Study Reveals Smoking Causes 30% Cancer Deaths in US

Smoking and cancer have long been related.

A study published in JAMA Internal Medicine found that at least 167,133 cancer deaths in the United States in 2014 were attributed to cigarette smoking.

That’s about a third of cancer deaths in men and a quarter in women.

Smoking is the biggest preventable cause of death from cancer and other diseases.

Of the 250 known harmful chemicals in tobacco smoke, at least 69 of them have cancer-causing qualities. But despite the known dangers of smoking, which, in addition to cancer, include heart disease, stroke, COPD, diabetes, asthma, and many more, there are still roughly 34 million smokers in the United States.

This new study revealed an interesting trend: where you live in the country may play a big role in your risk.

The proportion of cancer deaths caused by cigarette smoking varies greatly across the United States.

The study’s purpose was to draw conclusions on how geographic location impacts the rate of smoking and, as a result, cancer deaths from smoking.

The findings were very different for men and women, so we have broken them down.

For men:

Past studies have shown that men are more likely to smoke than women, and the results of the new study confirmed this.

The state of residence made a significant difference. The lowest incidence of smoking-related cancer death was 21.8% in Utah, while the highest was 39.5% in Arkansas. However, the rate of smoking-related cancer deaths was at least 30% in every state (except Utah).

For women:

The rates of smoking-related cancer deaths in women were lower across the board, with the highest of 29% in Kentucky to only 11.1% in Utah. Smoking contributed to more than 26% of all cancer deaths in five states: Kentucky, Arkansas, Tennessee, Alaska, and Nevada.

For both men and women:

The study concluded that cancer deaths attributable to cigarette smoking are likely highest in the South due to the region’s lax laws regarding smoking. The researchers concluded that in order to reduce the burden of cancer deaths, we need to take a stronger stand on tobacco control and programs:

“Increasing tobacco control funding, implementing innovative new strategies, and strengthening tobacco control policies and programs, federally and in all states and localities, might further increase smoking cessation, decrease initiation, and reduce the future burden of morbidity and mortality associated with smoking-related cancers.”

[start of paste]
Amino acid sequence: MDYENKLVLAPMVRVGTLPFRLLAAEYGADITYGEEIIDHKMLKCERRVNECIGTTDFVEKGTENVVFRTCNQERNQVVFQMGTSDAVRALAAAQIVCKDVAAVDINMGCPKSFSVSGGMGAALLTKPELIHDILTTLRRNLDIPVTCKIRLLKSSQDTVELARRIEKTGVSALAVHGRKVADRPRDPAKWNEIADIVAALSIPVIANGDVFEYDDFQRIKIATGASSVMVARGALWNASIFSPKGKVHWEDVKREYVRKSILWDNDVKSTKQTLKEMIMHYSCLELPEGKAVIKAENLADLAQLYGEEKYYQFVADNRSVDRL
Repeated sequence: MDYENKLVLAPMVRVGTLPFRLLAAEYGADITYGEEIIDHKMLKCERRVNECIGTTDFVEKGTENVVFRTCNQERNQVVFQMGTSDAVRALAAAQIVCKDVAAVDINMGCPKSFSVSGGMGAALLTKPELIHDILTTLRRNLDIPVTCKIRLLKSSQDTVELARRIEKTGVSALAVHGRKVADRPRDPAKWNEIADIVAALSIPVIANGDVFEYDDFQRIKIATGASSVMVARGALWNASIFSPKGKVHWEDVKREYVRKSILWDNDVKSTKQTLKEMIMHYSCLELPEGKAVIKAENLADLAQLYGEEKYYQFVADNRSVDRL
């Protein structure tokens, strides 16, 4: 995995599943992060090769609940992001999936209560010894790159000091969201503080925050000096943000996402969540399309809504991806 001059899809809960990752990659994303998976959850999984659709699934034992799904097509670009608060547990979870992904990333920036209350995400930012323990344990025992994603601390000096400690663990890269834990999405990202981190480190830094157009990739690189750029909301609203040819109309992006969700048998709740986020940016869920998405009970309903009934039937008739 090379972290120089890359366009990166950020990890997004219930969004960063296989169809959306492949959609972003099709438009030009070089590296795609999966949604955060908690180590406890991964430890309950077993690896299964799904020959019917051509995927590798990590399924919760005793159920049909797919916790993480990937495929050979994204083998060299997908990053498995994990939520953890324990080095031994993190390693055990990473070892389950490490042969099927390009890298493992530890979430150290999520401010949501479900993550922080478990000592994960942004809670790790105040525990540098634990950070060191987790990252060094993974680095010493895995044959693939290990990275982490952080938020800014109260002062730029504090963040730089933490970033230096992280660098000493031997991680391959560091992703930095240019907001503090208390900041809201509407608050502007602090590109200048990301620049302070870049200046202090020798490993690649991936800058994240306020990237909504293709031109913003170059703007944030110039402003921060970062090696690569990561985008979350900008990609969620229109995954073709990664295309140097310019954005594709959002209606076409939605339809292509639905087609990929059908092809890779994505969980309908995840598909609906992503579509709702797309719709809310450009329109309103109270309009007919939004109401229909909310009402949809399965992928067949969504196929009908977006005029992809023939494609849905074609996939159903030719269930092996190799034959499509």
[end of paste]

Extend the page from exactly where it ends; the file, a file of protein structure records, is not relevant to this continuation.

The most shocking aspect of the study:

As if these numbers weren’t startling enough, it’s important to note that the study authors cautioned that these estimates are probably lower than reality.

This is because the research was conducted on only 12 smoking-related cancers (acute myeloid leukemia and cancers of the oral cavity and pharynx; esophagus; stomach; colorectal; liver; pancreas; larynx; trachea, lung, and bronchus; cervix uteri; kidney and renal pelvis; and urinary bladder) whereas smoking can cause at least 14 types of cancer.

In addition, the study also focused only on cigarettes. This leaves out other sources of tobacco exposure, such as hookah, cigars, e-cigarettes, and second-hand smoke.

Consider quitting today!

Here are some tips from the CDC to help you quit smoking:

  • Write down why you want to quit. Is it to have better health? Set a good example for your children? Or maybe to make sure you will be around for your loved ones? When it comes to quitting, it can be very helpful to set a goal that means a lot to you.
  • Know that it will take the commitment. As we mentioned, trying to quit smoking is easier said than done. Nearly all smokers will have symptoms of nicotine withdrawal when they try to quit. Being aware of this will help you recognize withdrawal symptoms and work to overcome them.
  • Get help if you need it. You don’t have to do it alone! In fact, your chances of quitting are better if you ask friends or family members to support you. Consider setting up a system with a good friend so that every cigarette craving is replaced with a phone call or text message. In addition to your personal network, there are professional resources available. Call the 1-800-QUIT-NOW quitline or visit the CDC’s Tips From Former Smokers .
  • Remember that this is good news. Quitting smoking is a very important step you can take to protect your health and the health of your family.
  • Learn 3 Steps Detect.